Our Real Estate Blog

Mortgage Rates (9/8/2008)

September 8th, 2008 12:28 PM by Lehel Szucs

This week brings us the release of four pieces of economic data, with three of them likely to affect mortgage rates. There is no relevant data scheduled for release until Thursday and the most important reports are all scheduled for release Friday. Therefore, look for the biggest changes to rates the latter part of the week.

The first report of the week is not considered to be of high importance. July's Goods and Services Trade Balance data will be posted Thursday morning, giving us the size of the U.S. trade deficit. It is expected to show a deficit of approximately $58.0 billion, which would be an increase from June's $56.8 billion. However, I would consider this the least important of this week's releases, meaning it will likely have little impact on bond trading or mortgage rates.

Also worth noting is the 10-year Treasury Note auction Thursday. It is fairly common to see some weakness in bonds before these sales as investors prepare for them. But, if the sales are met with a decent demand from investors, those losses are normally recovered after the results are announced. The results will be posted at 1:00 pm ET Thursday. If demand was strong, particularly from international investors, we should see mortgage rates improve Thursday afternoon.



Friday brings us the release of three pieces of relevant data. The first is the release of August's Retail Sales report. It will give us a measurement of consumer spending, which is very important to the markets because consumer spending makes up two-thirds of the U.S. economy. Current forecasts are calling for a 0.1% increase in sales. If we see a higher level of spending than is forecasted, the bond market will most likely fall and mortgage rates will rise. However, a weaker than expected reading could push bond prices higher and mortgage rates lower Friday.

The second important piece of data Friday morning is the release of Augus t's Producer Price Index (PPI). This report will give us a very important measurement of inflationary pressures at the producer level of the economy. There are two readings that analysts follow in this release. They are the overall index and the core data reading. The core data is the more important of the two because it excludes more volatile food and energy prices. Analysts are currently calling for a 0.3% decline in the overall index, and a rise of 0.2% in the core data. Stronger than expected readings could fuel inflation concerns in the bond market and lead to an increase in mortgage rates Friday morning.



The last report of the week comes from the University of Michigan. Their consumer sentiment index will give us an indication of consumer confidence, which hints at consumers' willingness to spend. If confidence is rising, consumers are more apt to make large purchases. But, if they are growing more concerned of their personal financial si tuations, they probably will delay making that large purchase. This influences future consumer spending data and can impact the financial markets. It is expected to show a reading of 63.9.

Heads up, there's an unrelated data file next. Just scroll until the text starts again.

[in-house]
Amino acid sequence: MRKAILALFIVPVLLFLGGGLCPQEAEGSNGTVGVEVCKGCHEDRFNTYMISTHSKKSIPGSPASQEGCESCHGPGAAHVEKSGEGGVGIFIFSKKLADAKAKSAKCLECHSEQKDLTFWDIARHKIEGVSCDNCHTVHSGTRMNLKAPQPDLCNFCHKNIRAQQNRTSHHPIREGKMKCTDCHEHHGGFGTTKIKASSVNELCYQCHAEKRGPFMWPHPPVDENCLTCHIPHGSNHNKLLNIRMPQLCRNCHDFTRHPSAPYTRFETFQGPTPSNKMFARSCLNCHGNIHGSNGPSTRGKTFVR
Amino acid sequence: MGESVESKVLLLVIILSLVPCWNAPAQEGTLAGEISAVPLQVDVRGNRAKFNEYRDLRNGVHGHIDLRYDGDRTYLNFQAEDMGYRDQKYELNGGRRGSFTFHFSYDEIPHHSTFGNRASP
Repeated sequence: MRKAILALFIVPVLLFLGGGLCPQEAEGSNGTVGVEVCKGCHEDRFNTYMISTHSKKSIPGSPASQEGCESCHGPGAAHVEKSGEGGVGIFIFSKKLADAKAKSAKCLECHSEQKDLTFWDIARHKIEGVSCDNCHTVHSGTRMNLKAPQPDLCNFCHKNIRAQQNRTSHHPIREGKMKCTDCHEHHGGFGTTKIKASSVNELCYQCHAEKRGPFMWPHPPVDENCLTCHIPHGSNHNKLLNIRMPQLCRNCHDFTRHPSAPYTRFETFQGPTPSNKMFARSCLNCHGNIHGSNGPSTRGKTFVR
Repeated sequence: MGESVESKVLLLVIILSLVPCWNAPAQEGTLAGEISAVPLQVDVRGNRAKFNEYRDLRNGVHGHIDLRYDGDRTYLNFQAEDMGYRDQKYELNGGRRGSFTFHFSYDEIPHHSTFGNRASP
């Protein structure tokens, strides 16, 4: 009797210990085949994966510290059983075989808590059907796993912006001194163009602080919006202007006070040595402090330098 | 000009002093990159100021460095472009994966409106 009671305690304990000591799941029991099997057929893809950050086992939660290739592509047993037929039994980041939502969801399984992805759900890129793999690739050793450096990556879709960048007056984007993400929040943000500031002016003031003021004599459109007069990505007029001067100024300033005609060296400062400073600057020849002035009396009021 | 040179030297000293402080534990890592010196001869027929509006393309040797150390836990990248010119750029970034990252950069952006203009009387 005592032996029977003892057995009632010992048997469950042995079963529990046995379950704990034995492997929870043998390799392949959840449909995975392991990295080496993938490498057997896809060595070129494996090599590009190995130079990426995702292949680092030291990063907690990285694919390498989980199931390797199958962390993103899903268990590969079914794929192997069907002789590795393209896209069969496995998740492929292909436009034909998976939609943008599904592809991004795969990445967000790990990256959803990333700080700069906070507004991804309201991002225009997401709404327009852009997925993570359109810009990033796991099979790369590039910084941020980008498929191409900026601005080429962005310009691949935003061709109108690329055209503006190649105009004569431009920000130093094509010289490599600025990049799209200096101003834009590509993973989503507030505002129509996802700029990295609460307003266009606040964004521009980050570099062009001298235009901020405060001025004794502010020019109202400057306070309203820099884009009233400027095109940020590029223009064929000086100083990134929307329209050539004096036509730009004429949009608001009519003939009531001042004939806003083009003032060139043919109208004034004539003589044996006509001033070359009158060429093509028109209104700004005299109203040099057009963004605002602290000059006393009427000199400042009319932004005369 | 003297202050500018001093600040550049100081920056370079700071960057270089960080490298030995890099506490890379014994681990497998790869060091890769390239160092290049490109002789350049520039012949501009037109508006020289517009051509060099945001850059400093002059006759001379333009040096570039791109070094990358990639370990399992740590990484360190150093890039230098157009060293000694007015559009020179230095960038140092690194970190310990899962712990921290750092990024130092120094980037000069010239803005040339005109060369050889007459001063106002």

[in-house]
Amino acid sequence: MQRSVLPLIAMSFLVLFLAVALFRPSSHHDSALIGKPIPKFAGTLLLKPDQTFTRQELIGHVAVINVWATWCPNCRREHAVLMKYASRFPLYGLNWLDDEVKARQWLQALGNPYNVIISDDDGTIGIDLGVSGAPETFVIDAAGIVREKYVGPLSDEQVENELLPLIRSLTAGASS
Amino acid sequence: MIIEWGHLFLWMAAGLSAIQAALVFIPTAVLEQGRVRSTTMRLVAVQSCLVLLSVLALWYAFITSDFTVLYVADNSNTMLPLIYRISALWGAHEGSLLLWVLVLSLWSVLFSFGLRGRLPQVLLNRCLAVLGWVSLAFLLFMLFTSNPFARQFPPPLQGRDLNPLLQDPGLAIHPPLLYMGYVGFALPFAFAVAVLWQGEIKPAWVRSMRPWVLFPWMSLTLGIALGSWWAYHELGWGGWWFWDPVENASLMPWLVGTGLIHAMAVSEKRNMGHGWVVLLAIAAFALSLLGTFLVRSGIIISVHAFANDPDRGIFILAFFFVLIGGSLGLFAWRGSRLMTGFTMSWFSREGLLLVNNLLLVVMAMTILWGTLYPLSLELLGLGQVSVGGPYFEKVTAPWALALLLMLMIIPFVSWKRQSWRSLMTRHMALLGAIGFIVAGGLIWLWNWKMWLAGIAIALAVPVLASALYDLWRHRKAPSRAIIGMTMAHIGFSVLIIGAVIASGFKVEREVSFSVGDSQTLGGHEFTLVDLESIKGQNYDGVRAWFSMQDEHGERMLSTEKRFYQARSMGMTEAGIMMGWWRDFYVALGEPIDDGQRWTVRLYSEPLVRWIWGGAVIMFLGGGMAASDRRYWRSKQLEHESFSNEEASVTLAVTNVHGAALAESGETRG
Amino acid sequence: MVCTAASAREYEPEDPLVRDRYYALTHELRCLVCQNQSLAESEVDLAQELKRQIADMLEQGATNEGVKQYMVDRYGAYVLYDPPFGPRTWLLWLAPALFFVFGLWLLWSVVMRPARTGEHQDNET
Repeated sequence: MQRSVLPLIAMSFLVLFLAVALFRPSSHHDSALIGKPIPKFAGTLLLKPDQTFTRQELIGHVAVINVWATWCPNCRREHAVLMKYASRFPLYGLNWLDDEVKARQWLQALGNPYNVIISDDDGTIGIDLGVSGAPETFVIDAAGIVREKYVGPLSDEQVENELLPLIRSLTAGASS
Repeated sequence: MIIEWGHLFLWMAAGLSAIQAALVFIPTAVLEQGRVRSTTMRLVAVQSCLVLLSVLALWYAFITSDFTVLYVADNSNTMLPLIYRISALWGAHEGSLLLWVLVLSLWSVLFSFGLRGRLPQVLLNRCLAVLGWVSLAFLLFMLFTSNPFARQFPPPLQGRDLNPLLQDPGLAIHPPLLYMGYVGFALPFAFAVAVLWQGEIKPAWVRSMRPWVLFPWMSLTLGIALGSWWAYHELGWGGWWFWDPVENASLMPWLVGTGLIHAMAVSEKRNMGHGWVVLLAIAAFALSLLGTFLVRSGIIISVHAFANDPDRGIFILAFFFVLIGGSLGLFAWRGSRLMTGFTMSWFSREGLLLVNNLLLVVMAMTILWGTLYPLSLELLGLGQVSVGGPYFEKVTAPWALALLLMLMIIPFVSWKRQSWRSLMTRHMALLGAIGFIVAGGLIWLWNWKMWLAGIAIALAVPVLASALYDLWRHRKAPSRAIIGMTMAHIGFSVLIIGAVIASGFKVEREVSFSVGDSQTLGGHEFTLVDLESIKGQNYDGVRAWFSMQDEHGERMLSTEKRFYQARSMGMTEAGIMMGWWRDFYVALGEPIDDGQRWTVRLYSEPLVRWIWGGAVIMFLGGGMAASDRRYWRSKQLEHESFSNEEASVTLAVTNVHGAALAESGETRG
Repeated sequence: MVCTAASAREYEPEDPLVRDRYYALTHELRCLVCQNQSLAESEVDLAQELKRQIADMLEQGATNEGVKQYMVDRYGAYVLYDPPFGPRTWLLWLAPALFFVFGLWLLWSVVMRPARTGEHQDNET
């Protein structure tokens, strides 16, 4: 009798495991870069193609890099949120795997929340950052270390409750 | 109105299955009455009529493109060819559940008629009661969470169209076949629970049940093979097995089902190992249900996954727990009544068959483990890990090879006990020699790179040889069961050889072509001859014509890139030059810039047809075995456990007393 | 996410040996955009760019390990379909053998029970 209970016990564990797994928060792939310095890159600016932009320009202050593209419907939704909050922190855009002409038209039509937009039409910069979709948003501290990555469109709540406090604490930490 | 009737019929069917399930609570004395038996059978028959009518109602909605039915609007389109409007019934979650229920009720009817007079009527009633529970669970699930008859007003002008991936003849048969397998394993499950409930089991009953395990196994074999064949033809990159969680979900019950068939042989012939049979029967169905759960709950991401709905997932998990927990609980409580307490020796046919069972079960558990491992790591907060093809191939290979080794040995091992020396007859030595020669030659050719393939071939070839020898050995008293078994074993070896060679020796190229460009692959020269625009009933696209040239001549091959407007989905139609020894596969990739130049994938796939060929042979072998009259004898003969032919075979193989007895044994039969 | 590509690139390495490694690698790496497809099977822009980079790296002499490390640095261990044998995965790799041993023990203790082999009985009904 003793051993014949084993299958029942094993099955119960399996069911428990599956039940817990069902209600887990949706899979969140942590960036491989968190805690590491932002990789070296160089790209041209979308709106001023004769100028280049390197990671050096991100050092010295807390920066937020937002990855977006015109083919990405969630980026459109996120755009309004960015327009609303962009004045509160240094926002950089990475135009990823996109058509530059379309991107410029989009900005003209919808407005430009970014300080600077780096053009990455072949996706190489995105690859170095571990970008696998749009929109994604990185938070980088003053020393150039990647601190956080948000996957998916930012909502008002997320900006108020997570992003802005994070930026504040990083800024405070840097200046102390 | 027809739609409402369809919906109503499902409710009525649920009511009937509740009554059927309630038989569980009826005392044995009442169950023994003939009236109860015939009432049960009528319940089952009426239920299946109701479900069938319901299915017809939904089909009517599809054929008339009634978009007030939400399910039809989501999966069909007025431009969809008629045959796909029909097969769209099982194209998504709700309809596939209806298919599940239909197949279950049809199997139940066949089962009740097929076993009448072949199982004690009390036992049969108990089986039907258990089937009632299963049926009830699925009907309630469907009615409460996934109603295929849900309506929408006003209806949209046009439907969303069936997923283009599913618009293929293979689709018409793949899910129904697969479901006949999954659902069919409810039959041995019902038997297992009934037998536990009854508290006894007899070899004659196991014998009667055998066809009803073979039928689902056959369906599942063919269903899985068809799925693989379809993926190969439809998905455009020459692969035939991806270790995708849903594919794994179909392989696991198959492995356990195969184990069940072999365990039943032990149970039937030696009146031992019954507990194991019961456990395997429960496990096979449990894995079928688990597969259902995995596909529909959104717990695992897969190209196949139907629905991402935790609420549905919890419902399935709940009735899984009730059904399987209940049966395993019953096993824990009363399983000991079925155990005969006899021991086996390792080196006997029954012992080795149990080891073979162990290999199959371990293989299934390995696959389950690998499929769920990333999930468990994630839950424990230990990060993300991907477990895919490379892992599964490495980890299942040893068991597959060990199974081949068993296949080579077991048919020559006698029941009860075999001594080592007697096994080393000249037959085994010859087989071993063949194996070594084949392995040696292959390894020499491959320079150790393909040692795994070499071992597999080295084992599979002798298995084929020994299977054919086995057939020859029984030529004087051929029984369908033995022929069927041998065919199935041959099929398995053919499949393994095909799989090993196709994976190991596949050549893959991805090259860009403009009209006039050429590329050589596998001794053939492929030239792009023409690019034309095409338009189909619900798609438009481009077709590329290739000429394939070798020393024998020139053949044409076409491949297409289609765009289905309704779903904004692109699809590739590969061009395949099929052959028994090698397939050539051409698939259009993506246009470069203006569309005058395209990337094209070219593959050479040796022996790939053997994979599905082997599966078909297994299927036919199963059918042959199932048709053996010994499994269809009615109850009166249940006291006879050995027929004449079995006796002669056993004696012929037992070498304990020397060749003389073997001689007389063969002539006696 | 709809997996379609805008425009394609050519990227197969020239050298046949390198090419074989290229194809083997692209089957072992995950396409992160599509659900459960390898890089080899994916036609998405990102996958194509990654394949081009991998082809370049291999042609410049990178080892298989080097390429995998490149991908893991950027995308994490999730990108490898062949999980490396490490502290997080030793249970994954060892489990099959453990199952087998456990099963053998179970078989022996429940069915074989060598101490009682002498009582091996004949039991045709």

Overall, the latter part of the week will likely be pretty active for the bond market and mortgage rates. Friday's Retail Sales and PPI reports are the week's most important and make Friday the biggest day of the week. If we see weaker than expected readings in that data, we should see mortgage rates move lower for the week. However, stronger than expected readings will likely drive bond prices lower and mortgage rates higher.

I am holding the float recommendations for now, but could change if there is a lackluster interest in the 10-year auction or if Friday's data shows stronger than expected results. We may also see the stock markets significantly influence bond trading, so look for sizable movement in the major indexes to also lead to a possible change in recomme ndations. This weekend's news about the Fed taking control of Fannie Mae and Freddie Mac will likely drive their stock prices lower and could affect the broader markets. That may start the week off with lower mortgage rates.

If I were considering financing/refinancing a home, I would.... Float if my closing was taking place within 7 days... Float if my closing was taking place between 8 and 20 days... Float if my closing was taking place between 21 and 60 days... Float if my closing was taking place over 60 days from now... This is only my opinion of what I would do if I were financing a home. It is only an opinion and cannot be guaranteed to be in the best interest of all/any other borrowers.

©Mortgage Commentary 2008

Posted in:General
Posted by Lehel Szucs on September 8th, 2008 12:28 PM



My Favorite Blogs:

Sites That Link to This Blog: